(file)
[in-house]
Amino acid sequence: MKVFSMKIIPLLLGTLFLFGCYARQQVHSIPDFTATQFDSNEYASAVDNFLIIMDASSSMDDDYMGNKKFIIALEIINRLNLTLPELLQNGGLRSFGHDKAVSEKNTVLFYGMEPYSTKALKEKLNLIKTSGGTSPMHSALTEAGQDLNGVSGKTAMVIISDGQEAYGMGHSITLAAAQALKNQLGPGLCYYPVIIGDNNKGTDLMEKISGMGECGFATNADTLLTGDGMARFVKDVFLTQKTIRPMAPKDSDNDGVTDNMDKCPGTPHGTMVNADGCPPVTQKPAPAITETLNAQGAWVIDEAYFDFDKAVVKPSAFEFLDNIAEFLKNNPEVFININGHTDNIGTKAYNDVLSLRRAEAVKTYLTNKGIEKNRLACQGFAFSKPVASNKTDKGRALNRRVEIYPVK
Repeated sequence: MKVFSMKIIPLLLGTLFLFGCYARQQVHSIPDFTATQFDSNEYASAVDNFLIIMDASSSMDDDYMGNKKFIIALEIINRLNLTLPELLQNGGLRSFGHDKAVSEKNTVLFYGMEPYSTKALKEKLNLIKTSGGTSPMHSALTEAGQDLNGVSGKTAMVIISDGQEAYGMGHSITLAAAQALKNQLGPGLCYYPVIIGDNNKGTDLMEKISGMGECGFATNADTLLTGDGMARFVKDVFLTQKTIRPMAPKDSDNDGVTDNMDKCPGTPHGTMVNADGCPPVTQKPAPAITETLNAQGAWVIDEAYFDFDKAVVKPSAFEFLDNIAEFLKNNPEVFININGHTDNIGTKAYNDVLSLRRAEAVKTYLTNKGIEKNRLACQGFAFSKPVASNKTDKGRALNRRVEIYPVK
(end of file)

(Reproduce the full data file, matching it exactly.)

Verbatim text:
[in-house]
Amino acid sequence: MKVFSMKIIPLLLGTLFLFGCYARQQVHSIPDFTATQFDSNEYASAVDNFLIIMDASSSMDDDYMGNKKFIIALEIINRLNLTLPELLQNGGLRSFGHDKAVSEKNTVLFYGMEPYSTKALKEKLNLIKTSGGTSPMHSALTEAGQDLNGVSGKTAMVIISDGQEAYGMGHSITLAAAQALKNQLGPGLCYYPVIIGDNNKGTDLMEKISGMGECGFATNADTLLTGDGMARFVKDVFLTQKTIRPMAPKDSDNDGVTDNMDKCPGTPHGTMVNADGCPPVTQKPAPAITETLNAQGAWVIDEAYFDFDKAVVKPSAFEFLDNIAEFLKNNPEVFININGHTDNIGTKAYNDVLSLRRAEAVKTYLTNKGIEKNRLACQGFAFSKPVASNKTDKGRALNRRVEIYPVK
Repeated sequence: MKVFSMKIIPLLLGTLFLFGCYARQQVHSIPDFTATQFDSNEYASAVDNFLIIMDASSSMDDDYMGNKKFIIALEIINRLNLTLPELLQNGGLRSFGHDKAVSEKNTVLFYGMEPYSTKALKEKLNLIKTSGGTSPMHSALTEAGQDLNGVSGKTAMVIISDGQEAYGMGHSITLAAAQALKNQLGPGLCYYPVIIGDNNKGTDLMEKISGMGECGFATNADTLLTGDGMARFVKDVFLTQKTIRPMAPKDSDNDGVTDNMDKCPGTPHGTMVNADGCPPVTQKPAPAITETLNAQGAWVIDEAYFDFDKAVVKPSAFEFLDNIAEFLKNNPEVFININGHTDNIGTKAYNDVLSLRRAEAVKTYLTNKGIEKNRLACQGFAFSKPVASNKTDKGRALNRRVEIYPVK